(June 2002) New data from the U.S. Census Bureau show that 12.4 percent of the U.S. population — about 34 million people — were below the poverty level in 1999.* The data, which include the first information available from the 2000 Census long form, show wide disparities in poverty levels among states and local areas. Among states, poverty was highest in Mississippi (19.9 percent), Louisiana (19.6 percent), New Mexico (18.4 percent), and West Virginia (17.9 percent). New Hampshire (6.5 percent), Connecticut (7.9 percent), and Minnesota (7.9 percent) had the lowest rates. In 1999, the poverty rate in the District of Columbia (20.2 percent) was higher than the rate in any of the 50 states.

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At the county level, poverty rates were highest in rural areas in the Midwest and South, particularly in Central Appalachia, the Northern Plains, the Lower Mississippi Valley, and in the Rio Grande Valley in southern Texas and New Mexico. Four out of the five counties with the highest poverty rates in 1999 were located in South Dakota — all in areas with large numbers of American Indians. Buffalo County topped the list (56.9 percent), followed by Shannon County (52.3 percent), Ziebach County (49.9 percent), and Todd County (48.3 percent). Starr County, Texas, with 50.9 percent of the population below the poverty line, was the only county outside of South Dakota in the top five. Of the 25 counties with the highest poverty rates, four were located in Kentucky and another four were in Mississippi.

Loving County, Texas, with a 2000 population of only 67 people, had the lowest poverty rate in 1999 (0.0 percent). Most of the counties with exceptionally low poverty rates are predominantly white suburbs of large metropolitan areas. These include fast-growing areas such as Douglas County outside of Denver; Fayette County outside of Atlanta; and Loudoun County, Va., in the Washington, D.C. area (each with poverty rates under 3 percent). Many others are outer suburbs of Chicago, Indianapolis, Minneapolis, Milwaukee, and other Midwestern cities.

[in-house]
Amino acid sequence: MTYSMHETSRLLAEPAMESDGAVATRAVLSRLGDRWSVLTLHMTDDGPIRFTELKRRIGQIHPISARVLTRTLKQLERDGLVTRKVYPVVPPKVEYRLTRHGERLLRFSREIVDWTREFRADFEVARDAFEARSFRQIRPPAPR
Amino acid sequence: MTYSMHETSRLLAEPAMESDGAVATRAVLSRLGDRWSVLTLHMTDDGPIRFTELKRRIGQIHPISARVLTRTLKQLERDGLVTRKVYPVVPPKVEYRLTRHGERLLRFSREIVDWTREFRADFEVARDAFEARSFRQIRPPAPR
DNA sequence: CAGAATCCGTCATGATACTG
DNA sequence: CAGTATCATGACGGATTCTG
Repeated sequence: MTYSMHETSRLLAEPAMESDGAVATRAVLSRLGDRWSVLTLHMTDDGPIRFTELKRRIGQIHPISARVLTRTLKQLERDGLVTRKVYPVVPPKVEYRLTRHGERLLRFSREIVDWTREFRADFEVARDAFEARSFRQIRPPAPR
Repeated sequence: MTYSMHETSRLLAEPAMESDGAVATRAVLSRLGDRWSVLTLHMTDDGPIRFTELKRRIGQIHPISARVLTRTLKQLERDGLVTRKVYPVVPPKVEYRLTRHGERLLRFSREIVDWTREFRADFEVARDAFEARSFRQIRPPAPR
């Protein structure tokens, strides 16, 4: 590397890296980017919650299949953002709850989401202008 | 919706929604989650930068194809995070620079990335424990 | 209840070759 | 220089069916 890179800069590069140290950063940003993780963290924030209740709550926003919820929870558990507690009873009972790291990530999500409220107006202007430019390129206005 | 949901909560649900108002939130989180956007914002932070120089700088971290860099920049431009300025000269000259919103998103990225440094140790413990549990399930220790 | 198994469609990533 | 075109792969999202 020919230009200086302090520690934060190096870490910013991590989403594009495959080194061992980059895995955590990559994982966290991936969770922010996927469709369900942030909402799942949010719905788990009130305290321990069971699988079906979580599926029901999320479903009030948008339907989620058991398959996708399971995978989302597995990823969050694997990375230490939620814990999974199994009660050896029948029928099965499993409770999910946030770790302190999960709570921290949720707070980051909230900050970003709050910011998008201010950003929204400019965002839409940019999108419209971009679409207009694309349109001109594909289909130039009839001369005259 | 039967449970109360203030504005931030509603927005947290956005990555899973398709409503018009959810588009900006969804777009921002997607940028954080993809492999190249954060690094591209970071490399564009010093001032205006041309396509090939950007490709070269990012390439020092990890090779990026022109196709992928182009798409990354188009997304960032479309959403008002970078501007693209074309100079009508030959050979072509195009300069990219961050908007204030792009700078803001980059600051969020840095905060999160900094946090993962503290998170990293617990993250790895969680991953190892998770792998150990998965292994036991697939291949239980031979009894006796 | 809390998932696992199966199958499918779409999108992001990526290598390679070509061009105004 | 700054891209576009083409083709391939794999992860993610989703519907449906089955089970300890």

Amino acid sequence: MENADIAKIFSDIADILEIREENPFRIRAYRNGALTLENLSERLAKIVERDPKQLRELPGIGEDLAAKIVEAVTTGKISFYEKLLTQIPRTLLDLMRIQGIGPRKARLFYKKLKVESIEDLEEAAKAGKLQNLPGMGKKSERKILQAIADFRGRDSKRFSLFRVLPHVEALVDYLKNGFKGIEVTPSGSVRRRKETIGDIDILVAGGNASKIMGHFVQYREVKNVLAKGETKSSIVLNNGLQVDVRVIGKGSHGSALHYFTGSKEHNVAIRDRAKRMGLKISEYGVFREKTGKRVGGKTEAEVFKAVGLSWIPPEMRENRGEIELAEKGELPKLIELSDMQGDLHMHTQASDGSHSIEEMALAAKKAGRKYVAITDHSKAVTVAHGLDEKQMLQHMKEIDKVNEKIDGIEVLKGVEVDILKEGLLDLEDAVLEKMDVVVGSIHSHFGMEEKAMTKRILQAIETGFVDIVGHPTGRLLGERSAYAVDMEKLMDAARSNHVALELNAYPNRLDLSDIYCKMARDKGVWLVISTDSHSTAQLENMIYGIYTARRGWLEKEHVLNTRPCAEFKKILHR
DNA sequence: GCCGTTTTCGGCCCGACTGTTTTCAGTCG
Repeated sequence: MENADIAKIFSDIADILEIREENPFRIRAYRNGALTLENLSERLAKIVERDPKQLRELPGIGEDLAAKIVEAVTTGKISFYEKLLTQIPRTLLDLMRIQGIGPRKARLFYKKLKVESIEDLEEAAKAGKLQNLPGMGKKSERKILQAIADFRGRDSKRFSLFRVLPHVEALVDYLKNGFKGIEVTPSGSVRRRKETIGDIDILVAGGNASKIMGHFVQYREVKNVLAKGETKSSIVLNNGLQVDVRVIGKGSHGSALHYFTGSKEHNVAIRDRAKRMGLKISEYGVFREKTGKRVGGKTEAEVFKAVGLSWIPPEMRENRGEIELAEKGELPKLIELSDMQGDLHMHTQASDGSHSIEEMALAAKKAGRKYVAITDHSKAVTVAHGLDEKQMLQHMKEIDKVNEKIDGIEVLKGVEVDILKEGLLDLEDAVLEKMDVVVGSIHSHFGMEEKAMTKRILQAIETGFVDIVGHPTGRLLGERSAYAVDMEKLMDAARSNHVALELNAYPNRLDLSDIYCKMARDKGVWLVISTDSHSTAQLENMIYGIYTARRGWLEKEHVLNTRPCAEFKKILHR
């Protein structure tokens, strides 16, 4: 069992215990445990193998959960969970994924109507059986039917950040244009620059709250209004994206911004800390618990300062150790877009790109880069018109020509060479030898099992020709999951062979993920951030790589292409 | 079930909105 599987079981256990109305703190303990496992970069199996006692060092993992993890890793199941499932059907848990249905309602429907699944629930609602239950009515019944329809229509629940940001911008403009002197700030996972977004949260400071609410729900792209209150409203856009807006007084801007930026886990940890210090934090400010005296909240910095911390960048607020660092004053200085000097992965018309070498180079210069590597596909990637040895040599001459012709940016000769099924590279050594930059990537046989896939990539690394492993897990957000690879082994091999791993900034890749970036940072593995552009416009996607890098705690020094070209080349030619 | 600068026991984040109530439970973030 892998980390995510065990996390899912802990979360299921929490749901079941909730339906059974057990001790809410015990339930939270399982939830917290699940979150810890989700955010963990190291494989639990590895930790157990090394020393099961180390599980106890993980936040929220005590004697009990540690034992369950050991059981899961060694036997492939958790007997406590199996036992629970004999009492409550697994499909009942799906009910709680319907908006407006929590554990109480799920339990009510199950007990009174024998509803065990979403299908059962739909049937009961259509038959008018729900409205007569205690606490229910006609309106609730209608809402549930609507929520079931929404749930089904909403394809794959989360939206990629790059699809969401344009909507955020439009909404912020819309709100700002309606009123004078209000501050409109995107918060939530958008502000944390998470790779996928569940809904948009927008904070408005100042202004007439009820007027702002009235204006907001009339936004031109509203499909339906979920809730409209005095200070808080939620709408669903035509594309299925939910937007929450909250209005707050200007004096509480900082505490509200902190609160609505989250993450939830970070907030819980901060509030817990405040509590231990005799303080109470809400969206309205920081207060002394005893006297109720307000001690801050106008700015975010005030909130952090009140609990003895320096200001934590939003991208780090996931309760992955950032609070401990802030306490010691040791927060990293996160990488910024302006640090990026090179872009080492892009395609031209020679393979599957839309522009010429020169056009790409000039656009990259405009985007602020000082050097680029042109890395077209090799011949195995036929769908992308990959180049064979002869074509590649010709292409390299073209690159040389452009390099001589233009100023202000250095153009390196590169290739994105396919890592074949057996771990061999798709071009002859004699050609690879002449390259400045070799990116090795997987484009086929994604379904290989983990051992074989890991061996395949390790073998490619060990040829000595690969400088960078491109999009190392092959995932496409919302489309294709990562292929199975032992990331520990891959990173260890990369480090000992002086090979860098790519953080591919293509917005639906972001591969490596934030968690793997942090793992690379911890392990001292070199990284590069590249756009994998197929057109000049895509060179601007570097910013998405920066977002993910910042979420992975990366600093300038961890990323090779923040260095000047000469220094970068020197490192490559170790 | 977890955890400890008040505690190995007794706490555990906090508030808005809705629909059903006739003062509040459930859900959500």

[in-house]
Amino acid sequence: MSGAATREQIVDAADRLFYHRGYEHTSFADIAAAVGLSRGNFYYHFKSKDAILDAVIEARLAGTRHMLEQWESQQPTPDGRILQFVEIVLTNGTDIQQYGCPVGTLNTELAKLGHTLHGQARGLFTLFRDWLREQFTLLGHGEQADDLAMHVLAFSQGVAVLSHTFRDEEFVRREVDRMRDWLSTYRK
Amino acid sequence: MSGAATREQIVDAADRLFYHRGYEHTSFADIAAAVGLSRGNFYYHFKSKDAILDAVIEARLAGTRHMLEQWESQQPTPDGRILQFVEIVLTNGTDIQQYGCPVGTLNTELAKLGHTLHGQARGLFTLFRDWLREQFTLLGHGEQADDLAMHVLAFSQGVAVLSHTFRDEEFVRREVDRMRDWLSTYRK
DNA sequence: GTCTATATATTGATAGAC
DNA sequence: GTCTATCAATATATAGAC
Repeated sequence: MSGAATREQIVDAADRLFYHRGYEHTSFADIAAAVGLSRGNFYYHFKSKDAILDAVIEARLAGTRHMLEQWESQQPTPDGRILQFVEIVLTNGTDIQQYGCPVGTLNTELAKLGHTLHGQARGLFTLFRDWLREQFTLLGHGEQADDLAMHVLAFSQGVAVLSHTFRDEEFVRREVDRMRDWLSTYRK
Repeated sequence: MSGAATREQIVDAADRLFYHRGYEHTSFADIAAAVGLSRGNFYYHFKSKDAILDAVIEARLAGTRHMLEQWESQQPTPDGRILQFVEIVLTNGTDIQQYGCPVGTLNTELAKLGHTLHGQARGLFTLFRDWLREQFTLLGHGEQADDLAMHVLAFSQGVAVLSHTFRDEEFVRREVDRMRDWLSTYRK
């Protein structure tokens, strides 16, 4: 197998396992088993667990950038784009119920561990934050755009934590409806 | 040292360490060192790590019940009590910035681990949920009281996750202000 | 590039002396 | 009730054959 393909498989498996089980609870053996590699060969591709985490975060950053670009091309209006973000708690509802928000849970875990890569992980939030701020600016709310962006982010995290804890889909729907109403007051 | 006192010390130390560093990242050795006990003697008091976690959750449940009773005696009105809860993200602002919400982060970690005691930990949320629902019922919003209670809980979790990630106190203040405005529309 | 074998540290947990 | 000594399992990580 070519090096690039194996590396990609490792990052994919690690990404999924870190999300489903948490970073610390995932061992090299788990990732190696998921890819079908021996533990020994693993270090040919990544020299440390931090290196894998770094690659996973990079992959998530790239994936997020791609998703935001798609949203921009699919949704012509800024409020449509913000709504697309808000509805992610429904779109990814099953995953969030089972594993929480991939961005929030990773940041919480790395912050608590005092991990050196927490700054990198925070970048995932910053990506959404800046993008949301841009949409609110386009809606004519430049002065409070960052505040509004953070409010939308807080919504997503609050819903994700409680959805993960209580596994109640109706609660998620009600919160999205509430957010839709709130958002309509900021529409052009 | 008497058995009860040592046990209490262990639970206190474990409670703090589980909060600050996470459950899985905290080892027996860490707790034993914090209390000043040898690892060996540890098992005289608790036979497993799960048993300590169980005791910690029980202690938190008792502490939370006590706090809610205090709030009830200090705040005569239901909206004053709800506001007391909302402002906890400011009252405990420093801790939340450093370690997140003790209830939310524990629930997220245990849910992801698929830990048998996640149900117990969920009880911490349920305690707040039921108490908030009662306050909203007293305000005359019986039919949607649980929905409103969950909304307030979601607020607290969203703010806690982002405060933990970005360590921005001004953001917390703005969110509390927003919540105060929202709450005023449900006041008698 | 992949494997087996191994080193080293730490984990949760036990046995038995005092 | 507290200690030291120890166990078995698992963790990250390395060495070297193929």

Large cities, those with populations over 100,000, that had the highest poverty rates in 1999 included Brownsville and Laredo, Texas — both with substantial Hispanic populations — and aging cities in the Northeast, including Hartford, Conn.; Providence, R.I.; and Syracuse and Buffalo, N.Y. Several California cities also made the list, including San Bernardino, East Los Angeles, Fresno, and El Monte.

Cities with relatively low poverty rates in 1999 tended to be midsized cities in the Midwest and West. Most of these cities are themselves suburbs of larger metropolitan areas, including Naperville, Ill. (outside of Chicago), Livonia, Mich. (near Detroit), and Gilbert, Ariz. (outside Phoenix).

*Poverty is based on income in the previous year. Poverty thresholds are defined by the U.S. Office of Management and Budget and vary by family size and composition. In 2000, the poverty threshold for a family of two adults and two children was $17,463. Poverty status is not determined for people in military barracks or institutional quarters, or for unrelated individuals under age 15. The poverty thresholds are the same for all parts of the country — that is, they are not adjusted for regional, state, or local variations in the cost of living. The poverty level is based on money income and does not include noncash benefits such as food stamps.